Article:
ITHACA, N.Y. – Nearly a dozen community members gathered before local legislators during a committee meeting on Monday morning, each bringing their own argument for or against ride-sharing services like Uber and Lyft, which are slated to move into Ithaca as early as this Friday.
The Senate and Assembly approved a bill earlier this month, allowing ride-hailing services to begin their services in Upstate New York by June 29. While transportation methods like Uber and Lyft are scheduled to start by the end of the week, their soon-to-be presence is still met with controversy.
Local taxi drivers stood before Tompkins County legislators on Monday morning to defend themselves against ride-sharing services. Gary Lewis, a manager at Ithaca Dispatch – a local cab company – was the first to begin, discussing the company’s vetting routines.
“It is part of my job at Ithaca Dispatch to put our drivers through a very rigorous program to make sure they’re safe enough to drive our cars,” Lewis said. “When they come through our training program, they are taught exactly what it takes to become the perfect cab driver and the safest cab driver.”
Lewis added that as part of his job, he was in charge of making sure drivers were up to date with their city licenses, passport photos, physicals and background checks.
“What are we going to get from Uber and Lyft? Maybe a rapist we don’t know about…maybe a murderer we don’t know about….maybe someone with a felonious record,” Lewis said. “With a cab driver, we know all these things – you’re going to know where they’ve been and what goes on, and if they’re not safe, they get denied – I take them out of the car.”
However, despite his arguments, Lewis was met with opposition from multiple local community members, hotel management and employees of colleges and universities, all who unanimously agreed that taxi companies in the city don’t live up to expected standards.
Cara Rosenberg Nichols, who works in the Office of Admission at Ithaca College, shared a story of a prospective student, who recently made the trip to Ithaca from a more urban area.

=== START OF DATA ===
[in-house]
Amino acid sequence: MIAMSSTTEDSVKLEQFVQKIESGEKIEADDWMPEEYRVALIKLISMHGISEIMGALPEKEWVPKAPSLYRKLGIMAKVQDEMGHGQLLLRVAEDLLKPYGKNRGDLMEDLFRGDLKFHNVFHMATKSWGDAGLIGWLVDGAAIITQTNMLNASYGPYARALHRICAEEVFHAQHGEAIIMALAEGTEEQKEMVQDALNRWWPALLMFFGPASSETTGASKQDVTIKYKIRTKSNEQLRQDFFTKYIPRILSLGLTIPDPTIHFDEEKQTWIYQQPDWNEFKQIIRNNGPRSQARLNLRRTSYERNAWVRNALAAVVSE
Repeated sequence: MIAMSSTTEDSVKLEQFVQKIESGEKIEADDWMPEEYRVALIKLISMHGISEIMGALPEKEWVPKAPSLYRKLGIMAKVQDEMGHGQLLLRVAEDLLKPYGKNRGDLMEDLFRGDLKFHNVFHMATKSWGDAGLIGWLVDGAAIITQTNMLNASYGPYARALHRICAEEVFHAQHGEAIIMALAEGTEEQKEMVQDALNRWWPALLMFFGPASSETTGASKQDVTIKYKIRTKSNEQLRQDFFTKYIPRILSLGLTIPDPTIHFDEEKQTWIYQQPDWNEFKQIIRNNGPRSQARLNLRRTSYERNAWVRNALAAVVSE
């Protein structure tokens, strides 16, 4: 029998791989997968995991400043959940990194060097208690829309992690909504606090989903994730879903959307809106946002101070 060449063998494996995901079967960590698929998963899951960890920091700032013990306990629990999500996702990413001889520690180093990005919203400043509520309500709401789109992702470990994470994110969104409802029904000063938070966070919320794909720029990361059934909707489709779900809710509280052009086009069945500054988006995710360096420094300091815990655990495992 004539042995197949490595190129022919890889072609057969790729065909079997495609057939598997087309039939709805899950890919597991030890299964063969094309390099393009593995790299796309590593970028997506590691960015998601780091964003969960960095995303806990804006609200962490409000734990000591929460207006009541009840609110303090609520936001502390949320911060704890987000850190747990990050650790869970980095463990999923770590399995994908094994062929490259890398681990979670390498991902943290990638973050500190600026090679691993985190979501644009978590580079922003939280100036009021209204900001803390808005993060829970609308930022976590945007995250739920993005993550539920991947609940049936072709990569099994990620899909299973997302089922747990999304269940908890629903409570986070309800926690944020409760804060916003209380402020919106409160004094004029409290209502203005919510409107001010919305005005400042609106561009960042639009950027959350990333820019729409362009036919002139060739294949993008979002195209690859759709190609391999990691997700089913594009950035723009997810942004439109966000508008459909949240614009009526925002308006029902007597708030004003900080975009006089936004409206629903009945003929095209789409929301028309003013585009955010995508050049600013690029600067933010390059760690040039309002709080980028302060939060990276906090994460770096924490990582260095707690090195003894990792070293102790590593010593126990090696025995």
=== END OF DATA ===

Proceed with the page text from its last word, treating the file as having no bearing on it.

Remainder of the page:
Nichols said the young man was eager to visit Ithaca, and had heard Ithaca College was going to be a perfect fit. He and his mother, who arrived on a bus, proceeded to call a cab from the bus station to campus, where they waited 45 minutes.
“In that 45 minutes, the prospective student made up his mind that Ithaca College was not the place for him because he already felt isolated and couldn’t even make it up to our campus in a timely fashion,” Nichols said. “I wish that this was a unique situation, but it’s not – It happens all the time.”
Several stories were shared, all bringing up similar issues with local cab-companies – the general consensus being that they are simply, unreliable.
Two local hotel representatives spoke, both sharing instances where cab drivers have shown up to hotel’s smoking cigarettes, visibly under the influence, more than 20 minutes late or not at all.
Teri Tarshus, a representative from the Hilton Garden Inn, recalled one instance where it took six calls to a cab company to transport two guests to Elmira.
“I will quote what I was told – I was told that they do not care about hotel guests. Hotel guests are a one-and-done deal, and they care about local people,” Tarshus said. “ I care about my guests – my guests bring in a heck of a lot of tax-paying dollars to this community. This reaches outside of Tompkins County, it reaches outside our state and our country.”
Julie Holcomb, Ithaca’s City Clerk, said the key may be in ‘finding a balance’ between local cab companies and new ride-hailing services.
“We certainly value our local cab companies and we want to support them, but at the same time we want to support ride-sharing alternatives,” Holcomb said, also noting that Mayor Svante Myrick has been very supportive of bringing Uber and Lyft to Ithaca.
While legislators mulled over whether or not the installation of new ride-sharing services is in need of some more thought, the general feeling in the room was similar to Holcomb’s – perhaps competition will improve modes of transportation throughout the city.
Meanwhile, Uber and Lyft are scheduled to hit the roads in Ithaca as soon as this Friday.